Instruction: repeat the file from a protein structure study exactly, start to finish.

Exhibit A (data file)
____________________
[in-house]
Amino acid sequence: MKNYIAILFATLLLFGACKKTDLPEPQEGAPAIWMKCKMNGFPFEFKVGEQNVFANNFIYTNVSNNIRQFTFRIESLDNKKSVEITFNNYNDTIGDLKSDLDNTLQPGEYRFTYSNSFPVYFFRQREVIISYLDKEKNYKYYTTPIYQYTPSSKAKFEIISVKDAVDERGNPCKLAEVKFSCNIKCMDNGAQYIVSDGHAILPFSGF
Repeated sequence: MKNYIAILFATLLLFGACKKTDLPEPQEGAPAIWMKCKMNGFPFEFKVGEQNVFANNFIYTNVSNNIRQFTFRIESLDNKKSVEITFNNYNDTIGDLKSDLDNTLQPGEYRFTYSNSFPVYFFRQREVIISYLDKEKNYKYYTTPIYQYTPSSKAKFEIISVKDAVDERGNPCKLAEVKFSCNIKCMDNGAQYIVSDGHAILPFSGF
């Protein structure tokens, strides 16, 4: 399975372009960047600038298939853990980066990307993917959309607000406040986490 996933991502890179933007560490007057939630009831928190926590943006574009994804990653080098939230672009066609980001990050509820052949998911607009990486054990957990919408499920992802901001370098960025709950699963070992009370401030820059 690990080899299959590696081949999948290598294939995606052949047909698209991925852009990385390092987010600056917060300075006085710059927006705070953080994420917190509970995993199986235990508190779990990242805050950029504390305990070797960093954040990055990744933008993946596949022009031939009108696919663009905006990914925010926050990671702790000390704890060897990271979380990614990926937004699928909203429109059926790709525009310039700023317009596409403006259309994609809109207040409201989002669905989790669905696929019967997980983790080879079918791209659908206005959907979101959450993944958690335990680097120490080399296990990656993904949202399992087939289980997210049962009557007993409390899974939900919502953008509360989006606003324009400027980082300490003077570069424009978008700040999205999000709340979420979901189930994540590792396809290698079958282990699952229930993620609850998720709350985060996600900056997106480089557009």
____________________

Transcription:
[in-house]
Amino acid sequence: MKNYIAILFATLLLFGACKKTDLPEPQEGAPAIWMKCKMNGFPFEFKVGEQNVFANNFIYTNVSNNIRQFTFRIESLDNKKSVEITFNNYNDTIGDLKSDLDNTLQPGEYRFTYSNSFPVYFFRQREVIISYLDKEKNYKYYTTPIYQYTPSSKAKFEIISVKDAVDERGNPCKLAEVKFSCNIKCMDNGAQYIVSDGHAILPFSGF
Repeated sequence: MKNYIAILFATLLLFGACKKTDLPEPQEGAPAIWMKCKMNGFPFEFKVGEQNVFANNFIYTNVSNNIRQFTFRIESLDNKKSVEITFNNYNDTIGDLKSDLDNTLQPGEYRFTYSNSFPVYFFRQREVIISYLDKEKNYKYYTTPIYQYTPSSKAKFEIISVKDAVDERGNPCKLAEVKFSCNIKCMDNGAQYIVSDGHAILPFSGF
């Protein structure tokens, strides 16, 4: 399975372009960047600038298939853990980066990307993917959309607000406040986490 996933991502890179933007560490007057939630009831928190926590943006574009994804990653080098939230672009066609980001990050509820052949998911607009990486054990957990919408499920992802901001370098960025709950699963070992009370401030820059 690990080899299959590696081949999948290598294939995606052949047909698209991925852009990385390092987010600056917060300075006085710059927006705070953080994420917190509970995993199986235990508190779990990242805050950029504390305990070797960093954040990055990744933008993946596949022009031939009108696919663009905006990914925010926050990671702790000390704890060897990271979380990614990926937004699928909203429109059926790709525009310039700023317009596409403006259309994609809109207040409201989002669905989790669905696929019967997980983790080879079918791209659908206005959907979101959450993944958690335990680097120490080399296990990656993904949202399992087939289980997210049962009557007993409390899974939900919502953008509360989006606003324009400027980082300490003077570069424009978008700040999205999000709340979420979901189930994540590792396809290698079958282990699952229930993620609850998720709350985060996600900056997106480089557009």